On paper, the idea of letting Martha Stewart host her own version of "The Apprentice" must have looked brilliant and fun, like one of those clever, beautiful crafts you're always seeing in her magazines and TV shows and vowing to one day try to create yourself. The thing about those crafts, though, is that, inevitably, you screw up the implementation: You fold your origami picnic table backward, say, or end up creating a yarn flower that looks vaguely like a bloodstain. The endeavor often ends in failure, a sticky mess of glue, dried flowers, pipe cleaners -- whatever the craft, pipe cleaners are always involved -- and the heavy stink of personal failure.
Something similar seems to have occurred in the implementation phase of "The Apprentice: Martha Stewart," which premiered Wednesday on NBC. In theory, Martha Stewart's reality show should be brash, bold and original, like its host often is. But the reality doesn't match the theory. Instead, Stewart's new show is banal, sometimes boring and, worst of all, mostly just a retread of ground already well covered by its big brother, Donald Trump's "The Apprentice" (the fourth season of which begins Thursday night). Indeed, Martha comes off, here, as Donald-lite: Where Trump is bellicose and hammy, Stewart is friendly and casual, as if instead of hosting a reality game show on network TV, she's running an egg hunt for the girls at the prison in Alderson, W. Va. There's no urgency to her tone, and there's scarcely a rumor of suspense anywhere in the program; though sparks fly here and there, if you're familiar with the broad rules of the game -- and after three seasons of the Donald's fast-waning show, how can you not be? -- you'll guess the winning team, and the losing contestant, within the first 35 minutes of the broadcast.
Stewart herself -- the chin-up, ex-con, marketing-genius, comeback-kid Martha that we all know and love -- is nowhere to be found on this show. "The Apprentice's" Martha has been lobotomized; she smiles constantly, and appears ecstatic about everything. She's so ebullient at a dinner with the winning team that one of the contestants, a fashion company owner named Howie, ventures, "I think I could possibly be falling in love with Martha Stewart ... but, let's keep that low." And after she fires a contestant -- her tag line is "You just don't fit in" -- she writes him a nice note explaining her reasons, the sort of move that would cause the Donald's hair to run up a tree and hide in shame.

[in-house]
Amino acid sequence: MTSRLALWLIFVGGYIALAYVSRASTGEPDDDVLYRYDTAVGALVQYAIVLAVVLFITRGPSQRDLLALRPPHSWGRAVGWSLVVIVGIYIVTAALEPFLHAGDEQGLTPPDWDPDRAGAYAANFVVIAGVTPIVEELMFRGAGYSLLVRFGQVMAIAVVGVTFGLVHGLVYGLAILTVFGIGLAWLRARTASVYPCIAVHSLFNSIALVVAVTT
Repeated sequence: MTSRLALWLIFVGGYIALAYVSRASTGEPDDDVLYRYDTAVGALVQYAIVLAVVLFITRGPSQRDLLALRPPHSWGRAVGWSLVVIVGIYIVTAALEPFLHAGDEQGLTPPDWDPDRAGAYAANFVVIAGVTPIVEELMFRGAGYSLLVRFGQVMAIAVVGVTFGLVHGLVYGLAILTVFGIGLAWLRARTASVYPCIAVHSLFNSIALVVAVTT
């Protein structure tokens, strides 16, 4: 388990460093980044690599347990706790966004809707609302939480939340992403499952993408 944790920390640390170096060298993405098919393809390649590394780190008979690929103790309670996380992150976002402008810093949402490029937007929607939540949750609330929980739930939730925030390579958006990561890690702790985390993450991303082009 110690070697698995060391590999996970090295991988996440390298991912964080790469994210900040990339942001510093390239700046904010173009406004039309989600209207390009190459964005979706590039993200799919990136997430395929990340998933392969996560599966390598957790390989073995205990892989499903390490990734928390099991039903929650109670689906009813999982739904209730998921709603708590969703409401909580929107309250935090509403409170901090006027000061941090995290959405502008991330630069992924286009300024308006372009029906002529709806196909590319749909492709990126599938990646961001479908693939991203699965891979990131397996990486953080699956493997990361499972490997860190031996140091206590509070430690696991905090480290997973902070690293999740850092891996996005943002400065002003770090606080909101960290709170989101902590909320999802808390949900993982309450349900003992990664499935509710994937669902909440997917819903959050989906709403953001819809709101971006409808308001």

Martha's nice-gal persona is, of course, probably just a matter of branding. For one thing, her "Apprentice" must differentiate itself from the Donald's, and casting her show as the nicer of the two -- more like a weeks-long picnic than an apprenticeship -- may prove a profitable track: Even if Trump's bombast is mostly ironic and knowing, surely there are some people who can't stand the fellow, and for these people Stewart may seem more palatable. (Will there be folks who regularly tune in to both "Apprentices"? Yes, but -- how to put this kindly? -- they just don't fit in.)
But Stewart's got more riding on the show than simply ratings for NBC -- the thing also serves as her reintroduction to America, a second coming out for a tastemaker who found herself (unjustly) banished from the world she'd made for herself. She is right, then, to play things a little conservatively, to stay away from the ego and immodesty we see on the other "Apprentice." And she'll probably move a lot of product by playing nice: Though she smiles too much, the Martha here is never creepy, and everything we see on the show -- especially her wondrous office space -- simply gleams. Contestants on the "Apprentice" franchise have always been an attractive lot, but on this version, as pretty as they are, the people seem like background distractions; the Martha Stewart-designed conference rooms and kitchens are the real stars.
"The path to success has not always been easy -- I've faced incredible challenges, and I've gone through difficult times," Stewart says at the start of this first episode, her one fleeting reference to her legal troubles. She adds: "But I learned from my experiences, and I never lost my optimism." Even if her show never matches the Donald's in drama or suspense, if its primary goal is to rehabilitate Martha -- to show us she has more Good Things in store for America -- it's probably doing its job, and she has good reason to be smiling as much as she is.